Verschoor backs concert hall vision for old Le Cornu site

Lord Mayoral candidate Sandy Verschoor has unveiled her vision for the council-owned former Le Cornu site, including a long called-for concert hall for the Adelaide Symphony Orchestra, a music school, hotel and retail precinct.

Oct 09, 2018, updated Oct 09, 2018
Lord Mayoral candidate Sandy Verschoor says a building similar to Casa da Música in Portugal could be built at the vacant 88 O'Connell Street site. Photo: Armando Franca/AP

Lord Mayoral candidate Sandy Verschoor says a building similar to Casa da Música in Portugal could be built at the vacant 88 O'Connell Street site. Photo: Armando Franca/AP

Speaking at a council candidates’ forum in North Adelaide last night, Verschoor said a concert hall at 88 O’Connell Street would increase the number of people visiting North Adelaide “exponentially” and would boost Adelaide’s standing as a UNESCO city of music.

Verschoor’s plan for the site includes a music school for students in Years 10, 11 and 12, a hotel linked to the theatre for concert attendees and performers, and a “music-orientated” retail precinct selling instruments and sheet music.

She said her idea was inspired by the Casa da Música music house in Porto, Portugal – a modern polygon-shaped building built in 2006 to house the Porto National Orchestra, the Baroque Orchestra and the Remix Ensemble.

“It is the biggest drawcard in Porto, with all the different types of music – jazz, classical, it’s just an amazing building,” Verschoor told InDaily this morning.

“What an amazing place we could make North Adelaide if we did something similar – build a concert venue and put the State Opera there, put the Adelaide Symphony Orchestra there, put the (Australian) String Quartet there.”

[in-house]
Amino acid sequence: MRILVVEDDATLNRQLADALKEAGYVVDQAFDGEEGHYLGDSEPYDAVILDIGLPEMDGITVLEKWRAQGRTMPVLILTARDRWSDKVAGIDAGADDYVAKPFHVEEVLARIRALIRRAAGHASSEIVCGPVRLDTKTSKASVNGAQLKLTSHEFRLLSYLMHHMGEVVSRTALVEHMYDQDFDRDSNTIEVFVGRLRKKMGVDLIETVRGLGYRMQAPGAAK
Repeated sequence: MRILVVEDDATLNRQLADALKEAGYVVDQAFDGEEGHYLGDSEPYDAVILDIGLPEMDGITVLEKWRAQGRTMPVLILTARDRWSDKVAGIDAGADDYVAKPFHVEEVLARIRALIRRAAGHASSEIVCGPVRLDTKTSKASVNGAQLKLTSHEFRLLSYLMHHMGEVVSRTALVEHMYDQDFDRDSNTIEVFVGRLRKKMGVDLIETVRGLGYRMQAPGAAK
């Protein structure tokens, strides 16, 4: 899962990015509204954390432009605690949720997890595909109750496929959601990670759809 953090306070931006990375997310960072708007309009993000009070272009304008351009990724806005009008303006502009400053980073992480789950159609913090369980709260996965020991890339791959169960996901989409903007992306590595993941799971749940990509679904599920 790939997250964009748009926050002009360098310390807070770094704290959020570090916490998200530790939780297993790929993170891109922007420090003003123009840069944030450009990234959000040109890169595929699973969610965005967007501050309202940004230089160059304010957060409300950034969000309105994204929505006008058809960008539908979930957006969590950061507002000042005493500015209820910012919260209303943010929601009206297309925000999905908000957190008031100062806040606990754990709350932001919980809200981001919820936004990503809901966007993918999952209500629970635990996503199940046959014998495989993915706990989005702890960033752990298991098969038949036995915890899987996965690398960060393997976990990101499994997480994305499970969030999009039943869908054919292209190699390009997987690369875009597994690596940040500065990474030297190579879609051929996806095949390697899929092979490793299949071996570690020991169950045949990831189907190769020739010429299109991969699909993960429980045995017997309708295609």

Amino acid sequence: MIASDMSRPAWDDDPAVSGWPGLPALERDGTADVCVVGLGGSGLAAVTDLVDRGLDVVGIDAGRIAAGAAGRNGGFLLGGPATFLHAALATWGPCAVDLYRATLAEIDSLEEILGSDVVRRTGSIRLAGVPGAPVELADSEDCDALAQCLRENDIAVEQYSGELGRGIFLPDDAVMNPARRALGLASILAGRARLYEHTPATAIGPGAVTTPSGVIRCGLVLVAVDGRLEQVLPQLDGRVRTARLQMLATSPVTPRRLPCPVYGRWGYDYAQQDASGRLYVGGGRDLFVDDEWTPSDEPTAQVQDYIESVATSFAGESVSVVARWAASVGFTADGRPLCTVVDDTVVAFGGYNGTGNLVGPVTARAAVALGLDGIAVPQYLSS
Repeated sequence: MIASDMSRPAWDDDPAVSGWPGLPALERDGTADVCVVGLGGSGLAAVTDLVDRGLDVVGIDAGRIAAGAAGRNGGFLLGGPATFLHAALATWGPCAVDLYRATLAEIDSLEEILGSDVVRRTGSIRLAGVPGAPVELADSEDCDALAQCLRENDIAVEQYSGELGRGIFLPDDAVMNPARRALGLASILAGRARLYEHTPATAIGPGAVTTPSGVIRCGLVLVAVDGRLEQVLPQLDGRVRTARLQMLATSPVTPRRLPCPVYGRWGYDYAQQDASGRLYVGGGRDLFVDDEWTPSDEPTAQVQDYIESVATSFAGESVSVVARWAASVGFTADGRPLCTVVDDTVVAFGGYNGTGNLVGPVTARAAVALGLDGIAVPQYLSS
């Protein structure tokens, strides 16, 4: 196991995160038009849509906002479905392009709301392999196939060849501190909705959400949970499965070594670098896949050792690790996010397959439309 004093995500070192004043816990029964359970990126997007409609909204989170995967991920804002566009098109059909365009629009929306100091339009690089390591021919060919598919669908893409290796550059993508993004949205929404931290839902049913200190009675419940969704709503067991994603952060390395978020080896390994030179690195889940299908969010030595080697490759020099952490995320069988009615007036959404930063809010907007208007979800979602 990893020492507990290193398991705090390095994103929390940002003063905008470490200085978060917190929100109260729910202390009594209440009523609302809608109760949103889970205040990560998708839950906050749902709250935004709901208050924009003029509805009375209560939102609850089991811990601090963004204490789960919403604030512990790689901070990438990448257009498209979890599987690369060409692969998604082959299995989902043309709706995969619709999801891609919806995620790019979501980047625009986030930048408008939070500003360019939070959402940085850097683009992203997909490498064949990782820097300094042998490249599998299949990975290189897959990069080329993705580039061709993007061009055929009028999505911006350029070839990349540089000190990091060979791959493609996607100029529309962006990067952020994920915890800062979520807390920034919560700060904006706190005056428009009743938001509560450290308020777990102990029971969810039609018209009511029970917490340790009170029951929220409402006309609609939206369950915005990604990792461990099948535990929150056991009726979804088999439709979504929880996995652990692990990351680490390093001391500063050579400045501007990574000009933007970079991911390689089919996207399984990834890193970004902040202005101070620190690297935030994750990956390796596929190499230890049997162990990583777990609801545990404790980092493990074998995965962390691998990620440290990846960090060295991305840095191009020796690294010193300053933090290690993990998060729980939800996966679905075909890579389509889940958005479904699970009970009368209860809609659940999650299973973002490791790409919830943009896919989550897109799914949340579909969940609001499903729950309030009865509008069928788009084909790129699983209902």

Verschoor told last night’s forum ASO musicians could offer tutoring from the site, which she said would bring an influx of retail expenditure to North Adelaide.

“There are 80 musicians that are part of the symphony orchestra – each of them teach, so you could bring in a music school for Years 10, 11, 12,” she said.

“What do you do when your child goes to music lessons, especially if that music lesson takes half an hour to 45 minutes? You go across the road, you have a coffee, you do your shopping, you get whatever you need for dinner and then you go home.

“Next to the music school you have retail but the retail is more music-orientated, whether it’s instruments (or) sheet music.”

Verschoor also spruiked a vision for an “art hotel” at the site, which she said could be linked to the concert hall to provide accommodation for performers and concert attendees.

“If somebody comes in from interstate and they stay at the hotel they get priority entry into the music hall,” she said.

“I think that would be a perfect synergy and it would also bring immediately at least two (to) three hundred workers.”

South Australia’s music leaders have long-campaigned for a new concert venue in the CBD, arguing current venues including the Festival Centre, Her Majesty’s Theatre and Adelaide Town Hall lack quality acoustics, or are too small and have limited access.

ASO managing director Vince Ciccarello previously told InDaily the orchestra’s most regular performance venue, Adelaide Town Hall, placed the orchestra at a disadvantage.